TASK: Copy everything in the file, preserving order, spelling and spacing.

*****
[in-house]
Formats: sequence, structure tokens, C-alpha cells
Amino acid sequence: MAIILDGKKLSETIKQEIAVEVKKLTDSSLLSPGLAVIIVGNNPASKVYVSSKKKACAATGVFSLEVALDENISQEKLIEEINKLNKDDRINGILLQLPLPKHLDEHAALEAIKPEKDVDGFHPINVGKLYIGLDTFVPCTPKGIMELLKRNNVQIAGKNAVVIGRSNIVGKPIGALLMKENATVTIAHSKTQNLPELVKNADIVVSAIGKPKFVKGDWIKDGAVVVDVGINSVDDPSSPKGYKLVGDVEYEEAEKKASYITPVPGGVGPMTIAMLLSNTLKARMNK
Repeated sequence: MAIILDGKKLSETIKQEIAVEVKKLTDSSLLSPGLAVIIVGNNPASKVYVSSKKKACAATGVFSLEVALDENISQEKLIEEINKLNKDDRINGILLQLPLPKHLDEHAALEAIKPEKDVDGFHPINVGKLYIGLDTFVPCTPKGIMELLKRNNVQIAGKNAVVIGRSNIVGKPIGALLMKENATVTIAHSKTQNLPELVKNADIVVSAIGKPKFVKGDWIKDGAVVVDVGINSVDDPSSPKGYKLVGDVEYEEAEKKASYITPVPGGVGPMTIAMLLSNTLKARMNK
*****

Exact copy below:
[in-house]
Formats: sequence, structure tokens, C-alpha cells
Amino acid sequence: MAIILDGKKLSETIKQEIAVEVKKLTDSSLLSPGLAVIIVGNNPASKVYVSSKKKACAATGVFSLEVALDENISQEKLIEEINKLNKDDRINGILLQLPLPKHLDEHAALEAIKPEKDVDGFHPINVGKLYIGLDTFVPCTPKGIMELLKRNNVQIAGKNAVVIGRSNIVGKPIGALLMKENATVTIAHSKTQNLPELVKNADIVVSAIGKPKFVKGDWIKDGAVVVDVGINSVDDPSSPKGYKLVGDVEYEEAEKKASYITPVPGGVGPMTIAMLLSNTLKARMNK
Repeated sequence: MAIILDGKKLSETIKQEIAVEVKKLTDSSLLSPGLAVIIVGNNPASKVYVSSKKKACAATGVFSLEVALDENISQEKLIEEINKLNKDDRINGILLQLPLPKHLDEHAALEAIKPEKDVDGFHPINVGKLYIGLDTFVPCTPKGIMELLKRNNVQIAGKNAVVIGRSNIVGKPIGALLMKENATVTIAHSKTQNLPELVKNADIVVSAIGKPKFVKGDWIKDGAVVVDVGINSVDDPSSPKGYKLVGDVEYEEAEKKASYITPVPGGVGPMTIAMLLSNTLKARMNK